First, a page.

Managing employee medical leaves from health, safety perspective

Additional precautions needed for safety-sensitive positions
By Ruben Goulart and Megan Burkett
|Canadian HR Reporter|Last Updated: 04/24/2012

Companies often focus on health and safety risks associated with an injury or illness that occurs at the workplace.

However, there may still be a risk if an employee suffers from an injury or illness outside of work. In such a case, the issue is whether the employee is medically fit to return to work following a medical leave of absence.

Even if the employee can return to work on modified duties, health and safety requirements in Ontario, for example, require undue hardship to be considered by an employer in discharging its duty to accommodate under the Ontario Human Rights Code.

Following an employee injury or illness outside of the workplace, an employer should ensure the employee is medically fit to return to work. This is particularly important if there are concerns about her ability to perform her job duties, given the type of injury or illness, or if she was on a medical leave of absence for a lengthy period of time.

Under occupational health and safety legislation, there are obligations on an employer, including taking every precaution reasonable in the circumstances for the protection of a worker.

To protect health and safety in the workplace, obtaining medical clearance from the employee’s doctor is recommended prior to allowing her to return. The obligation rests with the employer to ask for the necessary medical documents from the employee.

Questions to ask employee’s doctor

The types of questions an employee’s doctor should be asked when confirming fitness to return include:

•Will she return to work and perform the essential duties with or without any restrictions?

•Does she have limitations that impact her ability to perform all or part of her essential job duties (with details as to the physical restrictions or functional limitations)?

•Will the injury or illness impact her ability to safely perform any of her essential job duties (with respect to her safety and the safety of others)?

•Is there a risk of a further medical occurrence related to her injury or illness, either in the short or long term?

•Is she on any medication that would affect or impair her ability to safely and properly perform any of her essential job duties?

While the above questions are important for any employee who has suffered from an injury or illness, additional precautions should be taken for those in safety-sensitive positions who, for example, operate machinery or drive a vehicle. By not obtaining medical clearance prior to allowing an employee to return to work, there is a potential health and safety risk to the employee, co-workers and the public.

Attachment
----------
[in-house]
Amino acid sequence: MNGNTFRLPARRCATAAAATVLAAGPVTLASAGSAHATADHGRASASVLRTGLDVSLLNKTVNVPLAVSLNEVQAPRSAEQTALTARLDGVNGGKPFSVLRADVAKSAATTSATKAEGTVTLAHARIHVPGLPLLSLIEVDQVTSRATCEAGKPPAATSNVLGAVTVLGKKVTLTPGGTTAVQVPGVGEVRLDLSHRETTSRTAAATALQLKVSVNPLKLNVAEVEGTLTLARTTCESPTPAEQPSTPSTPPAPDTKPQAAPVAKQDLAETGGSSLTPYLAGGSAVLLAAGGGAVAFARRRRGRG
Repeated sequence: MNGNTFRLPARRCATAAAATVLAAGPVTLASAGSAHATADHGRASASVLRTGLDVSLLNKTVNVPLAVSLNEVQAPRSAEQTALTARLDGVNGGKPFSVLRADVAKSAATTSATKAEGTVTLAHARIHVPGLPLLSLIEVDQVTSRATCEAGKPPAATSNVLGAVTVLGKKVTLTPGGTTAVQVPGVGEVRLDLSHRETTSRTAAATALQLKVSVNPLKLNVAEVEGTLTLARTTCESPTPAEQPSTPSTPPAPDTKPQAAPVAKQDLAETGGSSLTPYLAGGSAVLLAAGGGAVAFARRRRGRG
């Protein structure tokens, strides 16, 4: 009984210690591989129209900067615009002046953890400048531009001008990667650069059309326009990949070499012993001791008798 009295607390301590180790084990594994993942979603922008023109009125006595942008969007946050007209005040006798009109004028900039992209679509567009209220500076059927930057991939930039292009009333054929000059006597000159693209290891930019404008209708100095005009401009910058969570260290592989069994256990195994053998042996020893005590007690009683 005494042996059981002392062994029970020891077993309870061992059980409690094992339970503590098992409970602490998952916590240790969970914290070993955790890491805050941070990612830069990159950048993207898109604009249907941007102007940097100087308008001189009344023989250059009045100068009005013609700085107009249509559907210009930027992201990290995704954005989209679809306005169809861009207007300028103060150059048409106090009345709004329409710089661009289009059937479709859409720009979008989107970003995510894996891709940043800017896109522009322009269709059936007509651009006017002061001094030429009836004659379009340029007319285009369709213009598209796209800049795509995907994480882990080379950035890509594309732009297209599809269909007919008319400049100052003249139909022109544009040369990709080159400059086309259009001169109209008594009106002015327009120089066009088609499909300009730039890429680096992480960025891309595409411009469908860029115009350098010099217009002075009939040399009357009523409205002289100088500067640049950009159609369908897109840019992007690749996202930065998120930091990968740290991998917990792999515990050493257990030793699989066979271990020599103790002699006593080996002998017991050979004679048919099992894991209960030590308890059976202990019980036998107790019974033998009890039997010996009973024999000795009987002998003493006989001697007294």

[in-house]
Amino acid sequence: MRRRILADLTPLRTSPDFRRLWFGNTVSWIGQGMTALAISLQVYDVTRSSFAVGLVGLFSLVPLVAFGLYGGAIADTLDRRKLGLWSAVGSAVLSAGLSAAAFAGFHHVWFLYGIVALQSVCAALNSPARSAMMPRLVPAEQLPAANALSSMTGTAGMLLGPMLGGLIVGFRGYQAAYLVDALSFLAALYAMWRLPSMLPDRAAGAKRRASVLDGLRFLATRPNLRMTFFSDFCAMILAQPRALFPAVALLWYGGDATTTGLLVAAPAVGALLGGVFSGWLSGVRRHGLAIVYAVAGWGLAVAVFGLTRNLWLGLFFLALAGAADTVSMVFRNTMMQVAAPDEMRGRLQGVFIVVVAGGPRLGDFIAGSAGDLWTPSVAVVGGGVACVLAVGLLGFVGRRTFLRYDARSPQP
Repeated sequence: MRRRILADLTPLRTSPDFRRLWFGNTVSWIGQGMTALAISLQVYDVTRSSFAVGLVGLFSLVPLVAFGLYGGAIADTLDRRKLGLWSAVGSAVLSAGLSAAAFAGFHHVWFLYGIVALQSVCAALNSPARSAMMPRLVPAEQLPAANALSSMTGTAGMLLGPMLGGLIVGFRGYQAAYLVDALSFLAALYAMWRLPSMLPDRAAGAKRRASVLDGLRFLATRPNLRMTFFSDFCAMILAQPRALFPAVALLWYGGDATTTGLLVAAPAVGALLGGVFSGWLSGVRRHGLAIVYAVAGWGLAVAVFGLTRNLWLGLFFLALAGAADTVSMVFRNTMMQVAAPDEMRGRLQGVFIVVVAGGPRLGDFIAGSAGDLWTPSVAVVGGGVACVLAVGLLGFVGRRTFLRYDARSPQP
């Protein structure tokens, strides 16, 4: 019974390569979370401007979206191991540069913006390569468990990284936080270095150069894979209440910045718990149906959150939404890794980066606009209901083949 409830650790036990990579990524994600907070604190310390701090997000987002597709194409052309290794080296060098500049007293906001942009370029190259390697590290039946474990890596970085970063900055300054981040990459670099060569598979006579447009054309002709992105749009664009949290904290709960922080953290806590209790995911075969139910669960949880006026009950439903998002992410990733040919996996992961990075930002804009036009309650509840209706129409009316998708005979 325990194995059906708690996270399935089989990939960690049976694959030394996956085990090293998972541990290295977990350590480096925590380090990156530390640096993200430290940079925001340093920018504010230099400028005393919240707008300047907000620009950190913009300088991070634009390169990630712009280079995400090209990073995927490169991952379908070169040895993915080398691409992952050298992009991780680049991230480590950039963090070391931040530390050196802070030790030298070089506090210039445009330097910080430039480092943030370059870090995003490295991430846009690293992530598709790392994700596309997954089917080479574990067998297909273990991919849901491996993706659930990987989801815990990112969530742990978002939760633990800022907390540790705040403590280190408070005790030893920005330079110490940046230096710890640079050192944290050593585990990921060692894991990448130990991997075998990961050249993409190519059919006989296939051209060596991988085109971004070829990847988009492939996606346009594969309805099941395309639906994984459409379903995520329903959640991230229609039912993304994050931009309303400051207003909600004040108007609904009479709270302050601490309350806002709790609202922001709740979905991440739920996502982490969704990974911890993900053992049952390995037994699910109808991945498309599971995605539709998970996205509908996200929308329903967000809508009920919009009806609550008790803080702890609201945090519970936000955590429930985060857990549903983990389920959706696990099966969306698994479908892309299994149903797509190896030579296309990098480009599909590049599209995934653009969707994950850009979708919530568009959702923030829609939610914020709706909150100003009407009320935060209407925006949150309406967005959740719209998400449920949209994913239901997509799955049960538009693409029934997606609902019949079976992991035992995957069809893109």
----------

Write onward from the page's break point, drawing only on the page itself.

Where an employee with a disability can return to work on modified duties, an employer should determine whether accommodation is required. Under Ontario’s human rights code, an employer has an obligation to accommodate an employee with a disability to the point of undue hardship. Health and safety requirements are one of the factors of undue hardship.

Health and safety requirements can include specific obligations set out in a health and safety act or its regulations, or other rules or procedures in the workplace, according to the Ontario Human Rights Commission.

When accommodating an employee, the employer should ensure the modifications being made to his job do not result in a violation of the act or other workplace rules or procedures.

When assessing whether the health and safety standard is a bona fide occupational requirement, the response to the following questions should be yes:

•Is the health and safety standard connected to the job function being performed?

•Was the health and safety requirement adopted for the purpose of protecting employees or the public?

•Is the standard reasonably necessary to accomplish the work-related purpose?

For the last question, an employer must be able to demonstrate accommodation is impossible without causing undue hardship, according to the test set out in the 1999 cases British Columbia (Public Service Employee Relations Commission) v. BCGSEU and British Columbia (Superintendent of Motor Vehicles) v. British Columbia (Council of Human Rights).

Simply raising a concern of health and safety is not enough to establish undue hardship, as confirmed in the 2009 Human Rights Tribunal of Ontario decision of Williams v. Hudson’s Bay Company/Zellers.

“For the health and safety concern to amount to undue hardship, the concern must be genuine and significant enough that it outweighs the benefits of the requested accommodation,” said the tribunal.

Relying on the decision of British Columbia (Superintendent of Motor Vehicles) v. British Columbia (Council of Human Rights), the tribunal also confirmed a test of reasonable safety is to be applied, not absolute safety.

To reduce health and safety risks in the workplace, the above factors should be considered when managing an employee medical leave and return to work.

Ruben Goulart is a partner in the labour and employment law group at Keyser Mason Ball in Mississauga, Ont. Megan Burkett is an associate in human resources law at the same firm. Goulart can be reached at (905) 276-0404 or goulart@kmblaw.com and Burkett can be reached at (905) 276-0420 or mburkett@kmblaw.com. For more information, visit www.kmblaw.com.

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